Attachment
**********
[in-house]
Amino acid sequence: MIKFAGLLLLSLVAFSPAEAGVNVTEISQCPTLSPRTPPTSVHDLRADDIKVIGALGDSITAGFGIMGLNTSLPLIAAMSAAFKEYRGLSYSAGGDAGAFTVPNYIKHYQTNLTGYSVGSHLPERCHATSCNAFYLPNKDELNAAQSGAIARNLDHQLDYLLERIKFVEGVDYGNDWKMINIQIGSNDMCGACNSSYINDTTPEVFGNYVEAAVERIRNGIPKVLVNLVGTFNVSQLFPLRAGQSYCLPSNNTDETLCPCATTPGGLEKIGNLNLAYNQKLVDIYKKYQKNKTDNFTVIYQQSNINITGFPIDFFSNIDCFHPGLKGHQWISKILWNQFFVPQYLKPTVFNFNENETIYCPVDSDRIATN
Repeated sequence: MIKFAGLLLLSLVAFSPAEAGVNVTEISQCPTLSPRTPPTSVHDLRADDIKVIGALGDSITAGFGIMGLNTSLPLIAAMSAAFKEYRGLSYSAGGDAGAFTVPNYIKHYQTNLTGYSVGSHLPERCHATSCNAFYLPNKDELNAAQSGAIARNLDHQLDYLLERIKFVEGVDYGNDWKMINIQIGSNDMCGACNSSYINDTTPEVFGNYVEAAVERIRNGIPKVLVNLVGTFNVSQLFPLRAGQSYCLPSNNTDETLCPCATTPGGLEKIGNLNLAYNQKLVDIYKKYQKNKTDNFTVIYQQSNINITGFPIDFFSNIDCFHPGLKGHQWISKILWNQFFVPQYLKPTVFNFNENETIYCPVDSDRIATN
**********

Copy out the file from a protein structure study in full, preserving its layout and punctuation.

[in-house]
Amino acid sequence: MIKFAGLLLLSLVAFSPAEAGVNVTEISQCPTLSPRTPPTSVHDLRADDIKVIGALGDSITAGFGIMGLNTSLPLIAAMSAAFKEYRGLSYSAGGDAGAFTVPNYIKHYQTNLTGYSVGSHLPERCHATSCNAFYLPNKDELNAAQSGAIARNLDHQLDYLLERIKFVEGVDYGNDWKMINIQIGSNDMCGACNSSYINDTTPEVFGNYVEAAVERIRNGIPKVLVNLVGTFNVSQLFPLRAGQSYCLPSNNTDETLCPCATTPGGLEKIGNLNLAYNQKLVDIYKKYQKNKTDNFTVIYQQSNINITGFPIDFFSNIDCFHPGLKGHQWISKILWNQFFVPQYLKPTVFNFNENETIYCPVDSDRIATN
Repeated sequence: MIKFAGLLLLSLVAFSPAEAGVNVTEISQCPTLSPRTPPTSVHDLRADDIKVIGALGDSITAGFGIMGLNTSLPLIAAMSAAFKEYRGLSYSAGGDAGAFTVPNYIKHYQTNLTGYSVGSHLPERCHATSCNAFYLPNKDELNAAQSGAIARNLDHQLDYLLERIKFVEGVDYGNDWKMINIQIGSNDMCGACNSSYINDTTPEVFGNYVEAAVERIRNGIPKVLVNLVGTFNVSQLFPLRAGQSYCLPSNNTDETLCPCATTPGGLEKIGNLNLAYNQKLVDIYKKYQKNKTDNFTVIYQQSNINITGFPIDFFSNIDCFHPGLKGHQWISKILWNQFFVPQYLKPTVFNFNENETIYCPVDSDRIATN